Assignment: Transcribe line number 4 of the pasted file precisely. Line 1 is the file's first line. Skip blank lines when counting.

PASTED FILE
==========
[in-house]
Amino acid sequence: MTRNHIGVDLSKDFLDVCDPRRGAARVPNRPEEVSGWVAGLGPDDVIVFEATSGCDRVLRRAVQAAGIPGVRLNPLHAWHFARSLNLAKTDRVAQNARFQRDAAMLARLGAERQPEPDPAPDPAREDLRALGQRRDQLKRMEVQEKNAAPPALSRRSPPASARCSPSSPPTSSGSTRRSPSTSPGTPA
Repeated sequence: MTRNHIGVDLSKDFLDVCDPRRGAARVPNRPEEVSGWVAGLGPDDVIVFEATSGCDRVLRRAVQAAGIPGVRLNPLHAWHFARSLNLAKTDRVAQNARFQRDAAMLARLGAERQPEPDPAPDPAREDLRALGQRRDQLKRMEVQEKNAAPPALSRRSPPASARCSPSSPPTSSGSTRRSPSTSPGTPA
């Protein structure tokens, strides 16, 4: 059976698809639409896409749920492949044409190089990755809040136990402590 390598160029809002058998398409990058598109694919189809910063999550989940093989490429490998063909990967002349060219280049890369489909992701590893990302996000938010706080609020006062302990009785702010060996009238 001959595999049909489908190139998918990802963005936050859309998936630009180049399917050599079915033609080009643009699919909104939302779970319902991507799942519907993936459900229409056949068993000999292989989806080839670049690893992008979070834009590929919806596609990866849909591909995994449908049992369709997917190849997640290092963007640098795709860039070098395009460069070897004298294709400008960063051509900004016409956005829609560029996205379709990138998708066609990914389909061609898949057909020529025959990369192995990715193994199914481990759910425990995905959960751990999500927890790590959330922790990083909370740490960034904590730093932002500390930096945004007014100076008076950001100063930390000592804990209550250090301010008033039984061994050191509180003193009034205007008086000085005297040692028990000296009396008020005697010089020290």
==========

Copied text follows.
């Protein structure tokens, strides 16, 4: 059976698809639409896409749920492949044409190089990755809040136990402590 390598160029809002058998398409990058598109694919189809910063999550989940093989490429490998063909990967002349060219280049890369489909992701590893990302996000938010706080609020006062302990009785702010060996009238 001959595999049909489908190139998918990802963005936050859309998936630009180049399917050599079915033609080009643009699919909104939302779970319902991507799942519907993936459900229409056949068993000999292989989806080839670049690893992008979070834009590929919806596609990866849909591909995994449908049992369709997917190849997640290092963007640098795709860039070098395009460069070897004298294709400008960063051509900004016409956005829609560029996205379709990138998708066609990914389909061609898949057909020529025959990369192995990715193994199914481990759910425990995905959960751990999500927890790590959330922790990083909370740490960034904590730093932002500390930096945004007014100076008076950001100063930390000592804990209550250090301010008033039984061994050191509180003193009034205007008086000085005297040692028990000296009396008020005697010089020290």